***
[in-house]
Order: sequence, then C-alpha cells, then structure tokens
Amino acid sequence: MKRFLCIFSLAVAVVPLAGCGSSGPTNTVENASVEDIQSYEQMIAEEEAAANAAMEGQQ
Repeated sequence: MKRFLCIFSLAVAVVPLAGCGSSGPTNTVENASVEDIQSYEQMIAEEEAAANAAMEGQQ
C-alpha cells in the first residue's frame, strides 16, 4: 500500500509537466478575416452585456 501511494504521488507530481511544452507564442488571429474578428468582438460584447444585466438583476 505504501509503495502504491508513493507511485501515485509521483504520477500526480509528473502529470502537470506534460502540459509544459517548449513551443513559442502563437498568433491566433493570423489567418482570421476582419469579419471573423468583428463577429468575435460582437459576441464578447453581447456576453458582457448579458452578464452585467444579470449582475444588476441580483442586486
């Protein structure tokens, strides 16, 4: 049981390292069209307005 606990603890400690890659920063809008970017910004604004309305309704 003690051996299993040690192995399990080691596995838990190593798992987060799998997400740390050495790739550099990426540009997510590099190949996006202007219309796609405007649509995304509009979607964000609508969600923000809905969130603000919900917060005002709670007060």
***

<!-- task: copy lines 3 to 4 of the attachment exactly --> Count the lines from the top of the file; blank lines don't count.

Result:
Amino acid sequence: MKRFLCIFSLAVAVVPLAGCGSSGPTNTVENASVEDIQSYEQMIAEEEAAANAAMEGQQ
Repeated sequence: MKRFLCIFSLAVAVVPLAGCGSSGPTNTVENASVEDIQSYEQMIAEEEAAANAAMEGQQ